-6- Amy Goodman dismissed of charges for reporting on the Dakota Pipeline Protests

For now, Freedom of Speech has been upheld by North Dakota judge

On Monday charges against Amy Goodman for covering the Dakota Access Pipeline protest were dismissed by a North Dakota judge, and thank the lord that they were. The protest has been going on for several months, but as bulldozers and pipeline workers began tearing up the land, things became even more serious.

Goodman, journalist and host of Democracy Now!, was reporting on the scene as confrontation escalated swiftly between the protestors and private security. As they tried to drive out the construction crews, security sprayed some of the protestors with mace, and their attack dogs lunged and snapped at the crowd.

In the video report from Democracy Now! they interview a man who had an open bite wound on his bicep. As even as Goodman spoke to one of the security workers her dog’s snout dripped red with blood, while she ignored the reporter’s questions.

I don’t understand how reporting on such an intense and key moment of conflict at these protests could possibly be misconstrued as a crime. The prosecutor even flip-flopped the charges from “trespassing” to “rioting” once an warrant had been issued for her arrest by Morton County.

So far, mainstream media has neglected to give these protests the coverage they deserve. So, what—as soon as someone steps in to cover the news, it’s somehow a crime all of the sudden? The prosecutor, Ladd Erickson, claimed that she was basically acting as a protestor and not a journalist.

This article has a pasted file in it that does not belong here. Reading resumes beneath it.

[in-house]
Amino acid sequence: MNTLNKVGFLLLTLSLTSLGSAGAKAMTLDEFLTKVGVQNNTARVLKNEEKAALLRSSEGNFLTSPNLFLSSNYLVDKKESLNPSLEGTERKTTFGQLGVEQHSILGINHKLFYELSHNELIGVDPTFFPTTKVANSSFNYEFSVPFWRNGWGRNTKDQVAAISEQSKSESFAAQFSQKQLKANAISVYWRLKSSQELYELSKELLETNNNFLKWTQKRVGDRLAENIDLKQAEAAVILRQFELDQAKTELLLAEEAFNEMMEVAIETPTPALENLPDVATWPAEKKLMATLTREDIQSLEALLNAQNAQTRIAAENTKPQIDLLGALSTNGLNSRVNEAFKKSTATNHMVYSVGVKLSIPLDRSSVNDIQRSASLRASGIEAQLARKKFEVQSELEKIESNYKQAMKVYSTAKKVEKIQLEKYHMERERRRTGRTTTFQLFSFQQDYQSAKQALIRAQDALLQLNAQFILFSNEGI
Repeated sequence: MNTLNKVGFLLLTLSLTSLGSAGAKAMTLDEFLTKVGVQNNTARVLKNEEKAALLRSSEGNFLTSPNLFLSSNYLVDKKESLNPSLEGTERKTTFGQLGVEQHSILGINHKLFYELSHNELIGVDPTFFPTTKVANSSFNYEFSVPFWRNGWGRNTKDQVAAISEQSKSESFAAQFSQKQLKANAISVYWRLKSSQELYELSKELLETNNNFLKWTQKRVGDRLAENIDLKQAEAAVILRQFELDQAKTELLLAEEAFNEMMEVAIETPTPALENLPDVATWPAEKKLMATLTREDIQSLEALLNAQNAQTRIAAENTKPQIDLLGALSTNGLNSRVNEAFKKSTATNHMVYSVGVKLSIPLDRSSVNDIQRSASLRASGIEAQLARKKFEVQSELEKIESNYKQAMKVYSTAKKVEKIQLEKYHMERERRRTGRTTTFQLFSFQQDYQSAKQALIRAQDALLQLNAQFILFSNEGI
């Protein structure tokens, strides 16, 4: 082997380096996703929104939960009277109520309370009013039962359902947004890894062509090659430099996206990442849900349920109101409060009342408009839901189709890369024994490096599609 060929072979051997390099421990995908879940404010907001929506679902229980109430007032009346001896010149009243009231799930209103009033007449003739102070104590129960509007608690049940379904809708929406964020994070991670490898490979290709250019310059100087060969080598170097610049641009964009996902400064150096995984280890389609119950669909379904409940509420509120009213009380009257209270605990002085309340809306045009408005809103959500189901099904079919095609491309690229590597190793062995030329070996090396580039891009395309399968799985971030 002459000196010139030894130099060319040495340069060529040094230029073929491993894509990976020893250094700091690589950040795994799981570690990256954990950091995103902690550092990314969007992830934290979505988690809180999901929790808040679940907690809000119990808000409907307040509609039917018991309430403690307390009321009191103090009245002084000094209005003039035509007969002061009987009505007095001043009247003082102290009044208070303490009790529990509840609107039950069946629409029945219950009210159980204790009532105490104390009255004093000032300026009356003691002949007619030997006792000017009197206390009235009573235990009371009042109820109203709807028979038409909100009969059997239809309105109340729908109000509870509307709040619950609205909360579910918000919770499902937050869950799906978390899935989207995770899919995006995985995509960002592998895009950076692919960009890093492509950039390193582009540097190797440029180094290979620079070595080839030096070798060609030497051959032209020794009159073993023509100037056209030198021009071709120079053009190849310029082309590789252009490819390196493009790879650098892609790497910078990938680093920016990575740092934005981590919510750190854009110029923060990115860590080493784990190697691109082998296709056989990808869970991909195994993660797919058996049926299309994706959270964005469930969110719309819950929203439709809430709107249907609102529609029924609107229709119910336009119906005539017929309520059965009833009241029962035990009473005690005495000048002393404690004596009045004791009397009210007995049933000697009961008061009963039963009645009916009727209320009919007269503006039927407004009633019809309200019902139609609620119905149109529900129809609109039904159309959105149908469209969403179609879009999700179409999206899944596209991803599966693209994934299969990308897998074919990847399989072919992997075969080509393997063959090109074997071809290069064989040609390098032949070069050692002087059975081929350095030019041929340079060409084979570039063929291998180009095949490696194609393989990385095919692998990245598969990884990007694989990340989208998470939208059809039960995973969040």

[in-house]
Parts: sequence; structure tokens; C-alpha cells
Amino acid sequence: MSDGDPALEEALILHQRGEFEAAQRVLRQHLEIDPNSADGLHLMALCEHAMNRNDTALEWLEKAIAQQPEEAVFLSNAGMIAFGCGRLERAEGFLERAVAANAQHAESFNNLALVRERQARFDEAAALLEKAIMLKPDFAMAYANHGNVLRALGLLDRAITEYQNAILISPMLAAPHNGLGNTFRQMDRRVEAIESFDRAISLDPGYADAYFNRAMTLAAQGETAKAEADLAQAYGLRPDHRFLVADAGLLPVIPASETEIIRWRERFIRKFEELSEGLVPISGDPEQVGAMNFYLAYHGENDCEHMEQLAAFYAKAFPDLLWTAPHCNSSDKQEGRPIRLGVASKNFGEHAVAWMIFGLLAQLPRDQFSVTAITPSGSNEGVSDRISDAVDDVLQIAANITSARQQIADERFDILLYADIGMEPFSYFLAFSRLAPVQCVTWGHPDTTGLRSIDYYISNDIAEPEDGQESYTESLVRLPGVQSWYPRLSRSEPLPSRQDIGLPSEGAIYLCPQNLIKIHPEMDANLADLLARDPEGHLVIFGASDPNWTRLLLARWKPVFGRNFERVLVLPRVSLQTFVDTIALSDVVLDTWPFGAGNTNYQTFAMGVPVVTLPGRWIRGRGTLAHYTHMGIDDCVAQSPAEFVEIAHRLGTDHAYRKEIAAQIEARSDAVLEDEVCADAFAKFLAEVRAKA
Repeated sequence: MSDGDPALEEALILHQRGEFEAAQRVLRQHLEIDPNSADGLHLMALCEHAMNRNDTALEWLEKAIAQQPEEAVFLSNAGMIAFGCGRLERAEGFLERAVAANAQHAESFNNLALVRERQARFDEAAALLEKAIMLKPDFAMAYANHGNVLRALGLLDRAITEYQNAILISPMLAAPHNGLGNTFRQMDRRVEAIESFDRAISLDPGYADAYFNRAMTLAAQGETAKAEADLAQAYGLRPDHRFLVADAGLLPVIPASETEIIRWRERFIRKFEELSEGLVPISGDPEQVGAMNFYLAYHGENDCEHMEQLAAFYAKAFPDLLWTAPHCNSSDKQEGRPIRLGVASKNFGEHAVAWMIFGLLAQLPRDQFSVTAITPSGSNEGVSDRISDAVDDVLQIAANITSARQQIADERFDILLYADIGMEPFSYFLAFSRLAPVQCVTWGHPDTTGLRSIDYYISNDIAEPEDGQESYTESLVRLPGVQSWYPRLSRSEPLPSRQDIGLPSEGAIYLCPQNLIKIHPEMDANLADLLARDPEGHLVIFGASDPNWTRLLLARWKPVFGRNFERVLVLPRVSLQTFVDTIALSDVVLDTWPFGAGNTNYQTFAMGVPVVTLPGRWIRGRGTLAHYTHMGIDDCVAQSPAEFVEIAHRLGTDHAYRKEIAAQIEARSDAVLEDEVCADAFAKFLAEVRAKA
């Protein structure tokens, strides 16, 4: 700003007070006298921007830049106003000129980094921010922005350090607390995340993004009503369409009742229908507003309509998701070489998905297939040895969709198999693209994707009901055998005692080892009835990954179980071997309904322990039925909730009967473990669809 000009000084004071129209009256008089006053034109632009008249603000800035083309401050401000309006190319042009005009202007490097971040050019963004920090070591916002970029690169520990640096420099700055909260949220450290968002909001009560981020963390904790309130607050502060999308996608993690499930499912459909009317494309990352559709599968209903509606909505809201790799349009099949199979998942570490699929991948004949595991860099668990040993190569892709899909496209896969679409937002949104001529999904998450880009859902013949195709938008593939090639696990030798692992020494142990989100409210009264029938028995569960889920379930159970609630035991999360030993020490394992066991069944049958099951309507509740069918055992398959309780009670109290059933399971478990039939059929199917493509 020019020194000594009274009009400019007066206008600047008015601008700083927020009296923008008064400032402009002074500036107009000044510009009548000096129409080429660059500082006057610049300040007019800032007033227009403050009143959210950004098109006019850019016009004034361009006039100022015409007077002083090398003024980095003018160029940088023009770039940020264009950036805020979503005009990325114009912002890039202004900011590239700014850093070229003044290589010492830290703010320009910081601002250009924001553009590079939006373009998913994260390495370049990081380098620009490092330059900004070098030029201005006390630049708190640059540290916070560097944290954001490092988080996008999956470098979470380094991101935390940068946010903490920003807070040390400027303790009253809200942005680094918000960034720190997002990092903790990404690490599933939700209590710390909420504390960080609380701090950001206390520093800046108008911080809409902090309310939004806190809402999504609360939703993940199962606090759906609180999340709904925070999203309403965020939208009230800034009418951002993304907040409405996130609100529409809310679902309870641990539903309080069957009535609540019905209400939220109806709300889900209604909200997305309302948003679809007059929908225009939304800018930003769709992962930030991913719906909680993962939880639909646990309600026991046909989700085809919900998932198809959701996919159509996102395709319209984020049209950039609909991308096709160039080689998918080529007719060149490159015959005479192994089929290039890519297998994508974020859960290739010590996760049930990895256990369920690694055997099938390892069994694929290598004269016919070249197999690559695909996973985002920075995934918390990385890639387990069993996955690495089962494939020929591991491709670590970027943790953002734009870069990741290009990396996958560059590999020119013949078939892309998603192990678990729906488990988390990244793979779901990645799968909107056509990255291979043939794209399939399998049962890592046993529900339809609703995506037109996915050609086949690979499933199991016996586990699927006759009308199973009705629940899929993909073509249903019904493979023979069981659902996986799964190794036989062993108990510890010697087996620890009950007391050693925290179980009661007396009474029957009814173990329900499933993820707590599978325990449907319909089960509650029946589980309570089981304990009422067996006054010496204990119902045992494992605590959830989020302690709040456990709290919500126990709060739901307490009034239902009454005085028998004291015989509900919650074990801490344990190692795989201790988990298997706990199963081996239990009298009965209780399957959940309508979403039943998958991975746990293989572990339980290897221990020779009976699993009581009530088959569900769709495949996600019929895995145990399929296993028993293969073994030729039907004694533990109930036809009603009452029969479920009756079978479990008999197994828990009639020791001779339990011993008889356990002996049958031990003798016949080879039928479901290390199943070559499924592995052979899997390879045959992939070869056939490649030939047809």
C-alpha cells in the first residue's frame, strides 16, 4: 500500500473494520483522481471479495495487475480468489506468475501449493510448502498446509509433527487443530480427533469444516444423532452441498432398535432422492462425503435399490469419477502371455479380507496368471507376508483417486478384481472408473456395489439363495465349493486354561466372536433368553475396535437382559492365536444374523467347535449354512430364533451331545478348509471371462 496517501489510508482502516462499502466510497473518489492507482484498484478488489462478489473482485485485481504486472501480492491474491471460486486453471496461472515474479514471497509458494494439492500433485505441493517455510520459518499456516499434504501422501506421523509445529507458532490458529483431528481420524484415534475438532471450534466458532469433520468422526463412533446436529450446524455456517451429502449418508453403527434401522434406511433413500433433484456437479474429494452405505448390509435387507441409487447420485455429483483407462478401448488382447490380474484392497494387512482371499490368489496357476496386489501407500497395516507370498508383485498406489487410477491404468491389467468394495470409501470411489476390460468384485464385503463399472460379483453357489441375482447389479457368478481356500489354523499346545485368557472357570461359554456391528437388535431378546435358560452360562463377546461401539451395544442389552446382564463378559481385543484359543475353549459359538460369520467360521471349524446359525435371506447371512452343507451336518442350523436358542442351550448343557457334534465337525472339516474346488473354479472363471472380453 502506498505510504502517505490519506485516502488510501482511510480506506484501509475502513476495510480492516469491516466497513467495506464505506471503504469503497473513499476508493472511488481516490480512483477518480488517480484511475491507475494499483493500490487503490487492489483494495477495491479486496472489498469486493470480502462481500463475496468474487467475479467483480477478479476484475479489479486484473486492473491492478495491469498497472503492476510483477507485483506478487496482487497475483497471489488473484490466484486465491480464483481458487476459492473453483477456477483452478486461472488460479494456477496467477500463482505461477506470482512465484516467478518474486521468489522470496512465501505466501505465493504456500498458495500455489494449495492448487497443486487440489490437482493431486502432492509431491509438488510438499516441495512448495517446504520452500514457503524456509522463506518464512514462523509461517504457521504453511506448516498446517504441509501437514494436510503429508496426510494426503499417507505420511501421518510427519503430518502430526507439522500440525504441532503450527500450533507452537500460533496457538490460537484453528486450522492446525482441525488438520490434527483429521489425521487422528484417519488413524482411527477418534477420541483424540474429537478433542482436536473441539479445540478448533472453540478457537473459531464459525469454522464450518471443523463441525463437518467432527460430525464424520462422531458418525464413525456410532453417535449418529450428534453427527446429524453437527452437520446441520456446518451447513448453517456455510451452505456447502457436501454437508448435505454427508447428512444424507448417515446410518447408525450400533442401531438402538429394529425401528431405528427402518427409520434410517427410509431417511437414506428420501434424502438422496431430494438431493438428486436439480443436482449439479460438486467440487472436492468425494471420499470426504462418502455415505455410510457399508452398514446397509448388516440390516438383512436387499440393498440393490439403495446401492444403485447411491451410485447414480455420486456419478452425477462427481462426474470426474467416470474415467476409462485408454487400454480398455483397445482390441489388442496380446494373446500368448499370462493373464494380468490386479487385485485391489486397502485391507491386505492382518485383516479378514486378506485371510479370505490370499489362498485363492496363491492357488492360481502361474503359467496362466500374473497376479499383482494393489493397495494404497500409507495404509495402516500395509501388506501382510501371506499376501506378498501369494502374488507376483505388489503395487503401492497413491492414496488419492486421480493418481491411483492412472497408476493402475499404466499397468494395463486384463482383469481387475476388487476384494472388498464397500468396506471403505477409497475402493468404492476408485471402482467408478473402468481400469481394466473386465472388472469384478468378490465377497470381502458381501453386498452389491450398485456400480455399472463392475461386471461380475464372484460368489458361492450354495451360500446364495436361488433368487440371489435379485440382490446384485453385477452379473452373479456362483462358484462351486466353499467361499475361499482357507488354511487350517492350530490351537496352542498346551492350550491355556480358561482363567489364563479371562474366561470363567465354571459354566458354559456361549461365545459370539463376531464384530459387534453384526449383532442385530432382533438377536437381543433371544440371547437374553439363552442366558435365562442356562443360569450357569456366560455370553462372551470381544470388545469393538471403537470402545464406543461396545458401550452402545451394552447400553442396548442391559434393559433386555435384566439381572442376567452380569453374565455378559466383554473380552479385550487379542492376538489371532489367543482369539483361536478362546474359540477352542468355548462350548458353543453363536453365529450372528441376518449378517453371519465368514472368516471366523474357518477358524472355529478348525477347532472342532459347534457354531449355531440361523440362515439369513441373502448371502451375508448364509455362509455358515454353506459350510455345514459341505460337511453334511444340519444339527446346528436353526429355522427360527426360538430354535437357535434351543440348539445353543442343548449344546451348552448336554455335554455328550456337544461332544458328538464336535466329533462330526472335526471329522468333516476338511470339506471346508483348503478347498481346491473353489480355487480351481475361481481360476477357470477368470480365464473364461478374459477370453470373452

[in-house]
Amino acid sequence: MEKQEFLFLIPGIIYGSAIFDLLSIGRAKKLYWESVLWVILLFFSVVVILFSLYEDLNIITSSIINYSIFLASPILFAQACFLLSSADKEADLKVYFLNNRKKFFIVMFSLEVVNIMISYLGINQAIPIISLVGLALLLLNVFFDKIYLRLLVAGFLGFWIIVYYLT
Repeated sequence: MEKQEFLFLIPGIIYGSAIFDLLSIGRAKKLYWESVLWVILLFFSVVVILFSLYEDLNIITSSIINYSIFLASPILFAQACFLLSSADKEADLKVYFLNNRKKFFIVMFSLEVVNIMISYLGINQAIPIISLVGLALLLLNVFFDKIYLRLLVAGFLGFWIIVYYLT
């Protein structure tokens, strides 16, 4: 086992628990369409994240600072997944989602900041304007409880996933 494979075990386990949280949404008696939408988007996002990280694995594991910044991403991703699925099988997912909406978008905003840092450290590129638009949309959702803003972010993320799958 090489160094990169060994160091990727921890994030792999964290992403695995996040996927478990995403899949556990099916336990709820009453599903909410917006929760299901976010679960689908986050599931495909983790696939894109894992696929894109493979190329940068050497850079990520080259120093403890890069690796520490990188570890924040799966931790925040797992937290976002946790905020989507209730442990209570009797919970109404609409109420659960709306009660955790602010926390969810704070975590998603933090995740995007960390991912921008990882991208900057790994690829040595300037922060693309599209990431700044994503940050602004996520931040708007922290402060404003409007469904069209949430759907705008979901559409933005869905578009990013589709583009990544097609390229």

“Everything she reported on was from the position of justifying the protesters action,” said Erickson to The Grand Forks Herald.

If you watch the video, she does no such thing. She simply narrates the scene and asks the protestors questions amongst the chaos. She even speaks directly to the security personnel, asking them why they were letting the dogs attack the protestors, but is met with minimal response, obviously. Is it Goodman’s fault that security used pepper spray and attack dogs on protestors? Of course not. That is simply what happened.

The prosecutor’s rational for the charges basically seem to be that-if you report on the news and one faction is more in the right than the other, it’s no longer journalism.

That is absolutely ludicrous. Do the implications of his claim suggest that he thinks any form of journalism that tells us a story aside from, “Both sides are somewhat in the right and in the wrong,” is criminal?

Thankfully, the judge did not see it that way. For now we can rest easier knowing that journalistic freedom was protected by the court system, this time. At the very least more interest and attention has been generated around the protests. Hopefully it will persist.

(This Blog Challenge was to take a stance on whether or not Amy Goodman should be arrested for reporting on the Dakota Access Pipeline protests)